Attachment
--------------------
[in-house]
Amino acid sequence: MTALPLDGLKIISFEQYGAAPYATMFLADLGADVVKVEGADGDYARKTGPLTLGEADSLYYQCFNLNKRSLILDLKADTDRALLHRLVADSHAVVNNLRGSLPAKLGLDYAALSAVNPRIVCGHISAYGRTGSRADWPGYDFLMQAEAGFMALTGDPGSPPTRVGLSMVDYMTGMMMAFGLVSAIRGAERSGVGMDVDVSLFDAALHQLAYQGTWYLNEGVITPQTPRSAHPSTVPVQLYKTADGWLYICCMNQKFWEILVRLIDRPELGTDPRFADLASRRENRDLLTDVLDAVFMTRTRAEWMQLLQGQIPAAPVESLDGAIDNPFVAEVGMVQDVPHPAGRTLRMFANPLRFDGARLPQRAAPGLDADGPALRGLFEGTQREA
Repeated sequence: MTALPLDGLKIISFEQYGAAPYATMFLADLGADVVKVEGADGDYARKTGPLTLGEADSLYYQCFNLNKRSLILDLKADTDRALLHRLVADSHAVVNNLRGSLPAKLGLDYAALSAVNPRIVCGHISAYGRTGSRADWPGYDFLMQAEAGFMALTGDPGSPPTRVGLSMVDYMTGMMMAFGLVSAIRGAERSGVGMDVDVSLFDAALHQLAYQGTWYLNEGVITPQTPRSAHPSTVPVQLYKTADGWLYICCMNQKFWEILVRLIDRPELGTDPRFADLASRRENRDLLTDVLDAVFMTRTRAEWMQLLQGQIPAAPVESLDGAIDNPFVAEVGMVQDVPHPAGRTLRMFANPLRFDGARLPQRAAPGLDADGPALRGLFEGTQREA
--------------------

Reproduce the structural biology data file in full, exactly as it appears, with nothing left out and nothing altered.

[in-house]
Amino acid sequence: MTALPLDGLKIISFEQYGAAPYATMFLADLGADVVKVEGADGDYARKTGPLTLGEADSLYYQCFNLNKRSLILDLKADTDRALLHRLVADSHAVVNNLRGSLPAKLGLDYAALSAVNPRIVCGHISAYGRTGSRADWPGYDFLMQAEAGFMALTGDPGSPPTRVGLSMVDYMTGMMMAFGLVSAIRGAERSGVGMDVDVSLFDAALHQLAYQGTWYLNEGVITPQTPRSAHPSTVPVQLYKTADGWLYICCMNQKFWEILVRLIDRPELGTDPRFADLASRRENRDLLTDVLDAVFMTRTRAEWMQLLQGQIPAAPVESLDGAIDNPFVAEVGMVQDVPHPAGRTLRMFANPLRFDGARLPQRAAPGLDADGPALRGLFEGTQREA
Repeated sequence: MTALPLDGLKIISFEQYGAAPYATMFLADLGADVVKVEGADGDYARKTGPLTLGEADSLYYQCFNLNKRSLILDLKADTDRALLHRLVADSHAVVNNLRGSLPAKLGLDYAALSAVNPRIVCGHISAYGRTGSRADWPGYDFLMQAEAGFMALTGDPGSPPTRVGLSMVDYMTGMMMAFGLVSAIRGAERSGVGMDVDVSLFDAALHQLAYQGTWYLNEGVITPQTPRSAHPSTVPVQLYKTADGWLYICCMNQKFWEILVRLIDRPELGTDPRFADLASRRENRDLLTDVLDAVFMTRTRAEWMQLLQGQIPAAPVESLDGAIDNPFVAEVGMVQDVPHPAGRTLRMFANPLRFDGARLPQRAAPGLDADGPALRGLFEGTQREA